This proposal describes a 4 year training program for career development in academic cardiovascular (CV) medicine. The principal investigator has completed clinical and research training in CV medicine at Brigham and Women's Hospital and will embark on a research program designed to provide additional scientific training required for an independent biomedical research career. This program will provide sound principles and expertise for studying the master transcription factor Hypoxia-Inducible Factor-a (HIFa) as it applies to myocyte biology and heart failure. A joint mentorship between Dr. William Kaelin, a Howard Hughes Investigator, Professor of Medicine at Harvard Medical School and a pioneer in cellular signaling in hypoxia, and Dr. Ronglin Liao, associate professor of medicine at Harvard Medical School and an expert in cardiomyocyte biology, has been forged to foster the applicant's scientific and career development. The investigator has established a novel model for spontaneous heart failure in mice deficient in PHD2, a prolyl hydroxylase that regulates the stabilization and activity of HIFa.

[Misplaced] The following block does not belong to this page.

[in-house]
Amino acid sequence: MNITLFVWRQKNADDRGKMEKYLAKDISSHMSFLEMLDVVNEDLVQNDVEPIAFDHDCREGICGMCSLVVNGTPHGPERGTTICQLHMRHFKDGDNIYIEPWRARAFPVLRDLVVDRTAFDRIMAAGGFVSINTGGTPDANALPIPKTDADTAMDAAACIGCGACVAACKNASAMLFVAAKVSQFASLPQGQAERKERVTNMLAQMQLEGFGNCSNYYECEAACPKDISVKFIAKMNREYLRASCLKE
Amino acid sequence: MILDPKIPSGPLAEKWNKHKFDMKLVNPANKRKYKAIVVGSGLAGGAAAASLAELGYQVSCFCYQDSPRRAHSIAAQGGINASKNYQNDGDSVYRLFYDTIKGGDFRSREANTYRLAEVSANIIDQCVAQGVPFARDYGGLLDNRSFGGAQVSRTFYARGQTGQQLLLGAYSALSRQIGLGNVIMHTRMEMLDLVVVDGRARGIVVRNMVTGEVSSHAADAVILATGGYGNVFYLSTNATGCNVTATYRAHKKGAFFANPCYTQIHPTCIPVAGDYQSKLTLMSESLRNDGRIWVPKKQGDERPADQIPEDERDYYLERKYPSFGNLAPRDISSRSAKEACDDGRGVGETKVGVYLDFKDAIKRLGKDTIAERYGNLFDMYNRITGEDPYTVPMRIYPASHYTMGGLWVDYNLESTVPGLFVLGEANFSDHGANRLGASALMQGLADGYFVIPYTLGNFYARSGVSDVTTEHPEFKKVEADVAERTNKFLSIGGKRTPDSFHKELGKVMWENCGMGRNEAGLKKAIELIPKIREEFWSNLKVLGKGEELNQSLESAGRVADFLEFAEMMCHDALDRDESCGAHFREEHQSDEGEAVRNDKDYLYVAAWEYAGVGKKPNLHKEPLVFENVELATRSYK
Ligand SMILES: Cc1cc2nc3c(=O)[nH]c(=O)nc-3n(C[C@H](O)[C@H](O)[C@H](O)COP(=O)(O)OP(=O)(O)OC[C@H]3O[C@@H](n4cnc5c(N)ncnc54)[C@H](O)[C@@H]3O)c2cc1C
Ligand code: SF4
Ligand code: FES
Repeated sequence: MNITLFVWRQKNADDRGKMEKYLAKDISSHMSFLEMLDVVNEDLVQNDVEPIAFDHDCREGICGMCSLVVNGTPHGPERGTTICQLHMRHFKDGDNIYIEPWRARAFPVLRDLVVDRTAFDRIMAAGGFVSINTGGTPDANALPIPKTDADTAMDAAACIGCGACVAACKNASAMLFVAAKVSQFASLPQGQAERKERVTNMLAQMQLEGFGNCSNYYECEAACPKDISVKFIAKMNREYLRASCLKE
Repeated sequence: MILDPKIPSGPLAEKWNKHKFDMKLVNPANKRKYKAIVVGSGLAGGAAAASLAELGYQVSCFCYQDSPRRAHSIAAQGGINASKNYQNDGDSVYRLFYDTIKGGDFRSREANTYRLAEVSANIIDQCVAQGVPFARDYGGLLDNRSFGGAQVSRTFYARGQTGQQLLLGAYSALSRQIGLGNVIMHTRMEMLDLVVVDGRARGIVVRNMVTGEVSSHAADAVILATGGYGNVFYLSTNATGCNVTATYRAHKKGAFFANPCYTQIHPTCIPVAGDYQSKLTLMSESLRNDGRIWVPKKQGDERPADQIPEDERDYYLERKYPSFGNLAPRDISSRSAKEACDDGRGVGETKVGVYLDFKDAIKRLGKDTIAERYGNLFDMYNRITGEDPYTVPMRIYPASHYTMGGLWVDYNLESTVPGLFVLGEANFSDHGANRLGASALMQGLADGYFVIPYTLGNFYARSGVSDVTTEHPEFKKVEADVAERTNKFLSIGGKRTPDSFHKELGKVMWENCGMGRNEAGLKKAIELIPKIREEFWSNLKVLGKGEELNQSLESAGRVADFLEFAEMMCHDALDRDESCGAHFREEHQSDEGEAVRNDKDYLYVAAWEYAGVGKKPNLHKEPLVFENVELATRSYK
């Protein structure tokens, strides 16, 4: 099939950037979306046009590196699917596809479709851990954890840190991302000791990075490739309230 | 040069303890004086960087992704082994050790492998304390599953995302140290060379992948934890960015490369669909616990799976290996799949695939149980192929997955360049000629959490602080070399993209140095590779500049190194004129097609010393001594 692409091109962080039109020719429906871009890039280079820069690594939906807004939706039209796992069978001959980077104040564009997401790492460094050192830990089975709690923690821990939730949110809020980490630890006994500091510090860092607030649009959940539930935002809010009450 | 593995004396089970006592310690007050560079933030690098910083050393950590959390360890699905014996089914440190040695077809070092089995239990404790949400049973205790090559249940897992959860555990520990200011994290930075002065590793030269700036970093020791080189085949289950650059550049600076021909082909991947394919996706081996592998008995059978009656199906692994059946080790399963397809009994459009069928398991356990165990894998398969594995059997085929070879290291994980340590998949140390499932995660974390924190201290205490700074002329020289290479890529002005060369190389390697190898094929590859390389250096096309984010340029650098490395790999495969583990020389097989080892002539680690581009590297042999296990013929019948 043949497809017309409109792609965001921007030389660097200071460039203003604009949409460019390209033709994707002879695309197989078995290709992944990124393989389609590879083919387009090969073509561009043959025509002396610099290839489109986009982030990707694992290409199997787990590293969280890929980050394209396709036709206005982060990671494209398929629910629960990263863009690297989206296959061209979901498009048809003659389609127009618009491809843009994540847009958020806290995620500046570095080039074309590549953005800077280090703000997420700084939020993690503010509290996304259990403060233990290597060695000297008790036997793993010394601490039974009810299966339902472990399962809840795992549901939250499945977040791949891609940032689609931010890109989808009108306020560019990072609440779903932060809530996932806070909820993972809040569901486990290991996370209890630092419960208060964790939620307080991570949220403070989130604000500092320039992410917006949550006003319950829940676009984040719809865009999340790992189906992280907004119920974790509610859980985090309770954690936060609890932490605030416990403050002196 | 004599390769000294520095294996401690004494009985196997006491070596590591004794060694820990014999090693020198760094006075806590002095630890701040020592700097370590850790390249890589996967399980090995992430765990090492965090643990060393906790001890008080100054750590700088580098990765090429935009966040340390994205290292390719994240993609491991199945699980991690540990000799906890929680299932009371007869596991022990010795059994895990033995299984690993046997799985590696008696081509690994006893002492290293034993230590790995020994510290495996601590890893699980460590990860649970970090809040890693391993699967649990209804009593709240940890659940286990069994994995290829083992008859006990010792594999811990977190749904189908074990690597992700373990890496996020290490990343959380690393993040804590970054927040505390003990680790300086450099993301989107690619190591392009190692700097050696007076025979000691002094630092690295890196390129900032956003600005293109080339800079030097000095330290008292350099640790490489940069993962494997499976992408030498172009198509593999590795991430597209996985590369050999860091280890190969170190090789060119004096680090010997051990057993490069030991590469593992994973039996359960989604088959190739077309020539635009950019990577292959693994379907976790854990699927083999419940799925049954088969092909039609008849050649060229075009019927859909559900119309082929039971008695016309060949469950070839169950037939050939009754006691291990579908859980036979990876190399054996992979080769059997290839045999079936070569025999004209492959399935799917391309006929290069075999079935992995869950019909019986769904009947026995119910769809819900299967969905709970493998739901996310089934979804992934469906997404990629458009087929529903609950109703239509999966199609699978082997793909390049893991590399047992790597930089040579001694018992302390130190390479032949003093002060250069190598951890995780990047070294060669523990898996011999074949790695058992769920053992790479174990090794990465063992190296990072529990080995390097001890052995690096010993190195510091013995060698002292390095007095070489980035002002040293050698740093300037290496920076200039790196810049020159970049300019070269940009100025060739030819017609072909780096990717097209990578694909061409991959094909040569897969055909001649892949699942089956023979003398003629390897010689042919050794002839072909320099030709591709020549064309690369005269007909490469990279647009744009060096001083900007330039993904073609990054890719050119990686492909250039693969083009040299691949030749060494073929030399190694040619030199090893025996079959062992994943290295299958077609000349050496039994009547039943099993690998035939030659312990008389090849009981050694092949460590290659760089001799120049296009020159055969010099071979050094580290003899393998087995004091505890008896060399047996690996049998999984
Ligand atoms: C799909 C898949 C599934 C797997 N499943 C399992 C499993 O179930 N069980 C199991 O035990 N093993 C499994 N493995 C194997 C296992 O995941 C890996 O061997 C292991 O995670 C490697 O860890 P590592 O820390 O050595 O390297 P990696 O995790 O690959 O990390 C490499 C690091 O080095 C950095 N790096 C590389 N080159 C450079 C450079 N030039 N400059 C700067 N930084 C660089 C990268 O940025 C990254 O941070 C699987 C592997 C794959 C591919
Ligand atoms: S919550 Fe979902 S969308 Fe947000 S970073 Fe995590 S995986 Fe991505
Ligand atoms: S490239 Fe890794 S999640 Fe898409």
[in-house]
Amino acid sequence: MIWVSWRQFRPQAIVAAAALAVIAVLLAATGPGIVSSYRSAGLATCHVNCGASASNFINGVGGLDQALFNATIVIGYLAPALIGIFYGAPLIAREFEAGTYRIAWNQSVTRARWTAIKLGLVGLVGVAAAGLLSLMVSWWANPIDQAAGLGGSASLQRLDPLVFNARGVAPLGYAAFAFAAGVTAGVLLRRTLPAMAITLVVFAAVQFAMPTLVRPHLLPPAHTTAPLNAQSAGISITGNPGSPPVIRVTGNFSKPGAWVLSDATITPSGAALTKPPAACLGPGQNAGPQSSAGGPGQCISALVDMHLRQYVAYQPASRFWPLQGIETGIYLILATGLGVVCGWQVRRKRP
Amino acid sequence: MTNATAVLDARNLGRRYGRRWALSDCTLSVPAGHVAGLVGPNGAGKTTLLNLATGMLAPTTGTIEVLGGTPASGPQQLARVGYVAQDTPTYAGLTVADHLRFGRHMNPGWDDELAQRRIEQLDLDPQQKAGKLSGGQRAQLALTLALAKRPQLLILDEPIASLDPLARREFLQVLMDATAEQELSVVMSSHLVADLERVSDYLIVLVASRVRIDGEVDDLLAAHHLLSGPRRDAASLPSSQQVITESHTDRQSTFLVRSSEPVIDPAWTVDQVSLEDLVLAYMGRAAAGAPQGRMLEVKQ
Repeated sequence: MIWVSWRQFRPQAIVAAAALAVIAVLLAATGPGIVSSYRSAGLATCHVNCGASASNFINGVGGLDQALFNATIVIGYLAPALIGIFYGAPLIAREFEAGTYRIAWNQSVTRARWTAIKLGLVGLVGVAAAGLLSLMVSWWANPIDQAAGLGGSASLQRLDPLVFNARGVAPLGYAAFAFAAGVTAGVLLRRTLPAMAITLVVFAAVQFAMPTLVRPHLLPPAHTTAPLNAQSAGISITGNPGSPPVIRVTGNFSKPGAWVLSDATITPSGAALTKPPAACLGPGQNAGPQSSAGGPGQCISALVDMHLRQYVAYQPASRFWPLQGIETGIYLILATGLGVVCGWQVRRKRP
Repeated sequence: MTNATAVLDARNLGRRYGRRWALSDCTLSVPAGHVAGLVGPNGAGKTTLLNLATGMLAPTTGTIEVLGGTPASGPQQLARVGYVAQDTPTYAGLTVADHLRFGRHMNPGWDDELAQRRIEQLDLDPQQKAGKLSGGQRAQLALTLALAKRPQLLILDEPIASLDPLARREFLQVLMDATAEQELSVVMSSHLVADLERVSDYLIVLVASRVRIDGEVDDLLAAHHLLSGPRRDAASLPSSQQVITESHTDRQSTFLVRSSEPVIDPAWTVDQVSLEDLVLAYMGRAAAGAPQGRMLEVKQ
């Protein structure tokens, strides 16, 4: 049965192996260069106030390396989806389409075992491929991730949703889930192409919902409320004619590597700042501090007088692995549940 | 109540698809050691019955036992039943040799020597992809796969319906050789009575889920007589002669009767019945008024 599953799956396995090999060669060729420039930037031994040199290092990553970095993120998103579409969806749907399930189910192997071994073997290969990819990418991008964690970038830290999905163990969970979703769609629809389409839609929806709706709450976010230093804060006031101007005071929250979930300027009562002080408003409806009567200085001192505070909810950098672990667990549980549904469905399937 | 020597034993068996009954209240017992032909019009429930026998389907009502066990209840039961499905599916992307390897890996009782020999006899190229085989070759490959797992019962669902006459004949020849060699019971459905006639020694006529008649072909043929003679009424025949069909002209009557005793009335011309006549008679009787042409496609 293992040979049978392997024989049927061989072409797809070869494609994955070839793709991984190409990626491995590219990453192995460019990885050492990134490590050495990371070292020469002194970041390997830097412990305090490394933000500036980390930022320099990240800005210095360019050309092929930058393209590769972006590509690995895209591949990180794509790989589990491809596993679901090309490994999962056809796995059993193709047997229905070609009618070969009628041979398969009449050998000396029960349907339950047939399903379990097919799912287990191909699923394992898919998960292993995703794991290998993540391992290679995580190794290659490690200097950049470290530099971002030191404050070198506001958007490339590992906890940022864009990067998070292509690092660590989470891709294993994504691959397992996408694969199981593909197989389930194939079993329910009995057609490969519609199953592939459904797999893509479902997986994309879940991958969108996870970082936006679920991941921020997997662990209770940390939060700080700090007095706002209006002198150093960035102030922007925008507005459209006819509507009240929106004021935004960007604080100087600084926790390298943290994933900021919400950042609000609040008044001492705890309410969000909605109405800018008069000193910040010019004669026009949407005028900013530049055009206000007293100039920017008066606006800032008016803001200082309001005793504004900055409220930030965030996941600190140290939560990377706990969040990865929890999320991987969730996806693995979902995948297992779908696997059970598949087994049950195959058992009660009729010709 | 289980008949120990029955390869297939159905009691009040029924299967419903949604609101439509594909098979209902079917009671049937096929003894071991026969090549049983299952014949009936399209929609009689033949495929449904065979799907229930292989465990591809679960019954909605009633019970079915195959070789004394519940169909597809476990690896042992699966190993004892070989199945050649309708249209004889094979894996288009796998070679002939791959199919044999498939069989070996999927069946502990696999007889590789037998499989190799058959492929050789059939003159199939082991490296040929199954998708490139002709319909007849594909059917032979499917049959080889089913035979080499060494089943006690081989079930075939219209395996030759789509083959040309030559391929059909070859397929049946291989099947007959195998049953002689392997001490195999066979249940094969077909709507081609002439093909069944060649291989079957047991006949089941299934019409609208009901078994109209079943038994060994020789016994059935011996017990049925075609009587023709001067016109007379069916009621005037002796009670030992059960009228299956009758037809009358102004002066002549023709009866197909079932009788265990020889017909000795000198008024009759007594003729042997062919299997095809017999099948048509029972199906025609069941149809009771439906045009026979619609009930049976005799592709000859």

The specific aims of this proposal are: 1) To determine the functional consequence of PHD2 inactivation in the cardiomycoyte in vivo and ex vivo. 2) To test whether PHD3 partially compensates for PHD2 loss in vivo and specifically in the heart 3) To test the hypothesis that HIFa is necessary and sufficient for the development of cardiomyopathy seen in cardiac- specific PHD2-/- mice.
Heart failure represents an enormous medical and societal burden, affecting over 5 million people in the USA, and its incidence is only increasing with an aging population and prolongation of the lives of cardiac patients.
This research aims to understand the fundamental mechanisms of heart failure with the ultimate goal of finding new therapies to prevent and treat this devastating illness.
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